On November 5, 2021, the Supreme Court granted certiorari in a pair of consolidated criminal cases involving both 21 U.S.C. § 841(a)(1) and 21 C.F.R. § 1306.04(a), including the proper construction of the phrase “the usual course of professional practice.”[1] See Kahn v. United States, 142 S.Ct. 457 (2021); Ruan v. United States, 142 S.Ct. 457 (2021). Oral argument before the Supreme Court was held in those cases on March 1, 2022. The questions before the Supreme Court in Ruan and Kahn are summarized, in part, as follows: (1) whether a physician accused of prescribing controlled substances acting outside the “usual course of professional practice” may be convicted for violating 21 U.S.C. § 841(a)(1) without regard to whether, in good faith, he or she “reasonably believed” or “subjectively intended” that the prescriptions fall within that course of professional practice; and (2) whether the phrases “usual course of professional practice” and “issued for a legitimate medical purpose” in the first sentence of 21 C.F.R. §§ 1306.04(a) should be read in the conjunctive or disjunctive. See Brief for Petitioner at i, Ruan v. United States, No.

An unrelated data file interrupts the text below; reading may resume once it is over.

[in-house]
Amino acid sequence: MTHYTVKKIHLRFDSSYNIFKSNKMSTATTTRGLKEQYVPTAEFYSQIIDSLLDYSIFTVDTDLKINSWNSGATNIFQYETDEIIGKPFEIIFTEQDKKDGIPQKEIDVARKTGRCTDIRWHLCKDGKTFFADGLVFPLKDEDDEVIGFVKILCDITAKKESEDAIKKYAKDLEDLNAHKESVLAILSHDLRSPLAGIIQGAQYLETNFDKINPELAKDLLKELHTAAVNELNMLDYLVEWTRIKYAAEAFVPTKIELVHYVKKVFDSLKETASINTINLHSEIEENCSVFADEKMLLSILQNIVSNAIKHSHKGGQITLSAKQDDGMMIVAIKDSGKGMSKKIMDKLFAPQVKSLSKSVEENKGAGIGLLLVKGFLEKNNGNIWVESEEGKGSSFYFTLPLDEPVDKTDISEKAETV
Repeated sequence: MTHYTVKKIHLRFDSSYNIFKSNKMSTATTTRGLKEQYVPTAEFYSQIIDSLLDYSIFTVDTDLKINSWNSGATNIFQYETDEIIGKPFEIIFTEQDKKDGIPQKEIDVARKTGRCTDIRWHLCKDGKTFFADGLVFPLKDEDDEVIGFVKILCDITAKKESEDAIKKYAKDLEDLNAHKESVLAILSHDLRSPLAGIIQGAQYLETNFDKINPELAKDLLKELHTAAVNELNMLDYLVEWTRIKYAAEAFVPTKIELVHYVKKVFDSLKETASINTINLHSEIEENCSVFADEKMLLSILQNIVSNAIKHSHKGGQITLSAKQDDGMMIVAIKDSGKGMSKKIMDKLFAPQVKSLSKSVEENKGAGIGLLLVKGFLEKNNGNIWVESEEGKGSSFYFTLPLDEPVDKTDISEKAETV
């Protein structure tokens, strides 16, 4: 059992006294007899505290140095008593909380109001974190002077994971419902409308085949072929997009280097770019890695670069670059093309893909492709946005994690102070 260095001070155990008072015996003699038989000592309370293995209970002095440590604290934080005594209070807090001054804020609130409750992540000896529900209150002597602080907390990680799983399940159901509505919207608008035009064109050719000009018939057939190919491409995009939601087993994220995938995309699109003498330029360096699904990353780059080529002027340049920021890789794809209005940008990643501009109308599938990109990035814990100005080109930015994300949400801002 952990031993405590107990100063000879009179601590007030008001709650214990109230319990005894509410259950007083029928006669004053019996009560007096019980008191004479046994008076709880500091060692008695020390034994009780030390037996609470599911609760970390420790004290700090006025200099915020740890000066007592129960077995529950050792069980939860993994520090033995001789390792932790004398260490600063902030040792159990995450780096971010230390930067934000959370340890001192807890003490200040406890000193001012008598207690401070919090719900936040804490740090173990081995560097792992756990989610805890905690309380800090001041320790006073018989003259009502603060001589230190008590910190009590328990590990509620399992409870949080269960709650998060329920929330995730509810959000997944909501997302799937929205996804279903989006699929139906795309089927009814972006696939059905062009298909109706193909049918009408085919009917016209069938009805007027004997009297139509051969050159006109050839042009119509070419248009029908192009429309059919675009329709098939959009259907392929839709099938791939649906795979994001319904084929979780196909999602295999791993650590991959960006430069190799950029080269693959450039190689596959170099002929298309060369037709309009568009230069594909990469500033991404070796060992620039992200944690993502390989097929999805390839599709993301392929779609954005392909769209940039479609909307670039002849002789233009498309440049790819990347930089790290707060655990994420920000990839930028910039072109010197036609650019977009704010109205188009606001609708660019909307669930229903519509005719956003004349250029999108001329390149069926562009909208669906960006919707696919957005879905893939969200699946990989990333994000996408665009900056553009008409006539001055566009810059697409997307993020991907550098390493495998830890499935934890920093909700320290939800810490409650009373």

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20-1410 (U.S. filed Dec. 20, 2021), 2021 WL 6138172 at *i; Brief for Petitioner at i, Kahn v. United States, No. 21-5261 (U.S. filed Dec. 20, 2021), 2021 WL 6118301 at *i.